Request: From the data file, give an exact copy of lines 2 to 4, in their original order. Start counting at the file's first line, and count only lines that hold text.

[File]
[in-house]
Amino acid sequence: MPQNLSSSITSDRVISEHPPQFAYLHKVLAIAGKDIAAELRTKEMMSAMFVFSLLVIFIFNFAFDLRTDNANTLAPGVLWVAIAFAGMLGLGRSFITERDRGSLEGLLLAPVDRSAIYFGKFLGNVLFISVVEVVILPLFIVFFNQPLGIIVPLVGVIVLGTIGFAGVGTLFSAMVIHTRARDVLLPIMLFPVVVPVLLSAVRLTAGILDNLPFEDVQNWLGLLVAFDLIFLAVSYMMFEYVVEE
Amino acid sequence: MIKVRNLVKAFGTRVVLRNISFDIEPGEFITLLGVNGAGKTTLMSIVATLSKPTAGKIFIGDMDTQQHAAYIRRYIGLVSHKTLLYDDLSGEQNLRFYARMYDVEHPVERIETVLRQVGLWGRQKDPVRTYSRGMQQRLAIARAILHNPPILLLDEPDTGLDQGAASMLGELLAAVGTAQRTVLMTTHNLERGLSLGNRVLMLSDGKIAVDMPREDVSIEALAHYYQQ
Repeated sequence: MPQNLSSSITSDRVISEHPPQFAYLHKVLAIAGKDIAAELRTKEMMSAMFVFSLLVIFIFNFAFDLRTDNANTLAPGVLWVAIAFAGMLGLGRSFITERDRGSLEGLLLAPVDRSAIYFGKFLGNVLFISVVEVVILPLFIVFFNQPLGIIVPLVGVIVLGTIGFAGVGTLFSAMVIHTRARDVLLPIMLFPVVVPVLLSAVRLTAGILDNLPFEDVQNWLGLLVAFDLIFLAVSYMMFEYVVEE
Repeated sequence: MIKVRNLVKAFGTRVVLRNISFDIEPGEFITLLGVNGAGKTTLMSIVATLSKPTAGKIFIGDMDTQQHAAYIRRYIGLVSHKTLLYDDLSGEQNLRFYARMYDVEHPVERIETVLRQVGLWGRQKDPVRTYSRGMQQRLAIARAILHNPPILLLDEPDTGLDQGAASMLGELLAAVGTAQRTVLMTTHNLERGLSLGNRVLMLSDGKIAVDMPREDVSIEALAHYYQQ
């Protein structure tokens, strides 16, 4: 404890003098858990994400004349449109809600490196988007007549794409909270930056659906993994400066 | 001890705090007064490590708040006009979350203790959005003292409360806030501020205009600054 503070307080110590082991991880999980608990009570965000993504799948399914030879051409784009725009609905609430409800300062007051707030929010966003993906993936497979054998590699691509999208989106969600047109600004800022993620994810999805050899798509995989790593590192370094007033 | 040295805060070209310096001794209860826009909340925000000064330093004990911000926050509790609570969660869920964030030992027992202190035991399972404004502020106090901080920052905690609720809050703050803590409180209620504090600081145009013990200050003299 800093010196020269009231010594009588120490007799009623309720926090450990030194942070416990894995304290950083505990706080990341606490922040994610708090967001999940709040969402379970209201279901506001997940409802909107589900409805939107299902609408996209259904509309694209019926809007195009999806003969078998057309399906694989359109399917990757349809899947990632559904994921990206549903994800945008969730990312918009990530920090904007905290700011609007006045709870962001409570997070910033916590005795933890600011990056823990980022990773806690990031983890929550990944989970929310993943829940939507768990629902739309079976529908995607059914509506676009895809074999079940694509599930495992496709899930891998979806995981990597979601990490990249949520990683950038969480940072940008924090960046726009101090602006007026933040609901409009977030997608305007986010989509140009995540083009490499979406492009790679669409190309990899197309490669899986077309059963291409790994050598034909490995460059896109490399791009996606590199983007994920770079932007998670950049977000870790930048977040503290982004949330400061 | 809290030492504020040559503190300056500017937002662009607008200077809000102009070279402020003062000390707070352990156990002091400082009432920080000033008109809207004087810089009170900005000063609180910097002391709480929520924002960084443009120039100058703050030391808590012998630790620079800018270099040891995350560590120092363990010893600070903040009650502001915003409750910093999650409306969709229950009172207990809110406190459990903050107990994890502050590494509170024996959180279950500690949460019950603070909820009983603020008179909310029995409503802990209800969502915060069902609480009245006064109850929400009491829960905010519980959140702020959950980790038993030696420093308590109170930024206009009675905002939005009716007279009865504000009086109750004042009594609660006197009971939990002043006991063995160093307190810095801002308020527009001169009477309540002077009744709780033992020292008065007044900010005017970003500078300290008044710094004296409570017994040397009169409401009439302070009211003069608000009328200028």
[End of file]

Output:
Amino acid sequence: MPQNLSSSITSDRVISEHPPQFAYLHKVLAIAGKDIAAELRTKEMMSAMFVFSLLVIFIFNFAFDLRTDNANTLAPGVLWVAIAFAGMLGLGRSFITERDRGSLEGLLLAPVDRSAIYFGKFLGNVLFISVVEVVILPLFIVFFNQPLGIIVPLVGVIVLGTIGFAGVGTLFSAMVIHTRARDVLLPIMLFPVVVPVLLSAVRLTAGILDNLPFEDVQNWLGLLVAFDLIFLAVSYMMFEYVVEE
Amino acid sequence: MIKVRNLVKAFGTRVVLRNISFDIEPGEFITLLGVNGAGKTTLMSIVATLSKPTAGKIFIGDMDTQQHAAYIRRYIGLVSHKTLLYDDLSGEQNLRFYARMYDVEHPVERIETVLRQVGLWGRQKDPVRTYSRGMQQRLAIARAILHNPPILLLDEPDTGLDQGAASMLGELLAAVGTAQRTVLMTTHNLERGLSLGNRVLMLSDGKIAVDMPREDVSIEALAHYYQQ
Repeated sequence: MPQNLSSSITSDRVISEHPPQFAYLHKVLAIAGKDIAAELRTKEMMSAMFVFSLLVIFIFNFAFDLRTDNANTLAPGVLWVAIAFAGMLGLGRSFITERDRGSLEGLLLAPVDRSAIYFGKFLGNVLFISVVEVVILPLFIVFFNQPLGIIVPLVGVIVLGTIGFAGVGTLFSAMVIHTRARDVLLPIMLFPVVVPVLLSAVRLTAGILDNLPFEDVQNWLGLLVAFDLIFLAVSYMMFEYVVEE